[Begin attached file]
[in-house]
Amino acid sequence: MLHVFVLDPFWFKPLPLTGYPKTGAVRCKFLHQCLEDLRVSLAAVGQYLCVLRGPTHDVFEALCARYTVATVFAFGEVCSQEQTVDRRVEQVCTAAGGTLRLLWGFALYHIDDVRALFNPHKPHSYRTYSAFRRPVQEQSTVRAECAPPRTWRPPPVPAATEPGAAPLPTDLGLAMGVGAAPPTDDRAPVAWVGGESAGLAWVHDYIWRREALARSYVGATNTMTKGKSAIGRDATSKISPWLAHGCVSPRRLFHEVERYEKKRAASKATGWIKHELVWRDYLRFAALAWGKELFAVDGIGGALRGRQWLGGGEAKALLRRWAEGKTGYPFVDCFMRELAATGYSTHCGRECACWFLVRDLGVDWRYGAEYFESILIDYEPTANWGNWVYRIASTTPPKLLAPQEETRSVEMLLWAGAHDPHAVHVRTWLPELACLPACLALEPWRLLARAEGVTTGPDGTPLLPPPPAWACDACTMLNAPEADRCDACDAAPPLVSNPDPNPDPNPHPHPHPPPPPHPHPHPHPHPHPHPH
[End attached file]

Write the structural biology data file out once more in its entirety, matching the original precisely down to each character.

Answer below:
[in-house]
Amino acid sequence: MLHVFVLDPFWFKPLPLTGYPKTGAVRCKFLHQCLEDLRVSLAAVGQYLCVLRGPTHDVFEALCARYTVATVFAFGEVCSQEQTVDRRVEQVCTAAGGTLRLLWGFALYHIDDVRALFNPHKPHSYRTYSAFRRPVQEQSTVRAECAPPRTWRPPPVPAATEPGAAPLPTDLGLAMGVGAAPPTDDRAPVAWVGGESAGLAWVHDYIWRREALARSYVGATNTMTKGKSAIGRDATSKISPWLAHGCVSPRRLFHEVERYEKKRAASKATGWIKHELVWRDYLRFAALAWGKELFAVDGIGGALRGRQWLGGGEAKALLRRWAEGKTGYPFVDCFMRELAATGYSTHCGRECACWFLVRDLGVDWRYGAEYFESILIDYEPTANWGNWVYRIASTTPPKLLAPQEETRSVEMLLWAGAHDPHAVHVRTWLPELACLPACLALEPWRLLARAEGVTTGPDGTPLLPPPPAWACDACTMLNAPEADRCDACDAAPPLVSNPDPNPDPNPHPHPHPPPPPHPHPHPHPHPHPHPH